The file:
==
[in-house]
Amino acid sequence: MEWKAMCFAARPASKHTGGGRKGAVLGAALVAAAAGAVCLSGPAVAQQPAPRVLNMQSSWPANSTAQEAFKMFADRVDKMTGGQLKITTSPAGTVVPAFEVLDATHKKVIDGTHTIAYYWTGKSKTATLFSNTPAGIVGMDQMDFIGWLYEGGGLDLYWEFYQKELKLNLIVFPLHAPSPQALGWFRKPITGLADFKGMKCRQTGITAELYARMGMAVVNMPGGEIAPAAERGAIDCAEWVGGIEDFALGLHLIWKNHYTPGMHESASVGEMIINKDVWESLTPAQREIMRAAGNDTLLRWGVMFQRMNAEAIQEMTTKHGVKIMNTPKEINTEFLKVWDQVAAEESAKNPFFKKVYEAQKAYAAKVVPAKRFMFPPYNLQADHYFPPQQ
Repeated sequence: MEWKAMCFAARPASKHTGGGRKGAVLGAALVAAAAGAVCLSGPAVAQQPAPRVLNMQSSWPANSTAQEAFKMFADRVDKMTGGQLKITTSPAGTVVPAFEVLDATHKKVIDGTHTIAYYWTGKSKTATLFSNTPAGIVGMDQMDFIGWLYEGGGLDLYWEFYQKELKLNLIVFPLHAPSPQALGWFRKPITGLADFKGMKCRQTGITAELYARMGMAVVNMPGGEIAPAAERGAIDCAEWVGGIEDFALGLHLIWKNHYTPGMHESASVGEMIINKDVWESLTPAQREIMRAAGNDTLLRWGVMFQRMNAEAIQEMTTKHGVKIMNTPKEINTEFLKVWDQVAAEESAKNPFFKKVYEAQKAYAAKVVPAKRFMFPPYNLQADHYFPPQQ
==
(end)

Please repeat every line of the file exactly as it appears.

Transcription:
[in-house]
Amino acid sequence: MEWKAMCFAARPASKHTGGGRKGAVLGAALVAAAAGAVCLSGPAVAQQPAPRVLNMQSSWPANSTAQEAFKMFADRVDKMTGGQLKITTSPAGTVVPAFEVLDATHKKVIDGTHTIAYYWTGKSKTATLFSNTPAGIVGMDQMDFIGWLYEGGGLDLYWEFYQKELKLNLIVFPLHAPSPQALGWFRKPITGLADFKGMKCRQTGITAELYARMGMAVVNMPGGEIAPAAERGAIDCAEWVGGIEDFALGLHLIWKNHYTPGMHESASVGEMIINKDVWESLTPAQREIMRAAGNDTLLRWGVMFQRMNAEAIQEMTTKHGVKIMNTPKEINTEFLKVWDQVAAEESAKNPFFKKVYEAQKAYAAKVVPAKRFMFPPYNLQADHYFPPQQ
Repeated sequence: MEWKAMCFAARPASKHTGGGRKGAVLGAALVAAAAGAVCLSGPAVAQQPAPRVLNMQSSWPANSTAQEAFKMFADRVDKMTGGQLKITTSPAGTVVPAFEVLDATHKKVIDGTHTIAYYWTGKSKTATLFSNTPAGIVGMDQMDFIGWLYEGGGLDLYWEFYQKELKLNLIVFPLHAPSPQALGWFRKPITGLADFKGMKCRQTGITAELYARMGMAVVNMPGGEIAPAAERGAIDCAEWVGGIEDFALGLHLIWKNHYTPGMHESASVGEMIINKDVWESLTPAQREIMRAAGNDTLLRWGVMFQRMNAEAIQEMTTKHGVKIMNTPKEINTEFLKVWDQVAAEESAKNPFFKKVYEAQKAYAAKVVPAKRFMFPPYNLQADHYFPPQQ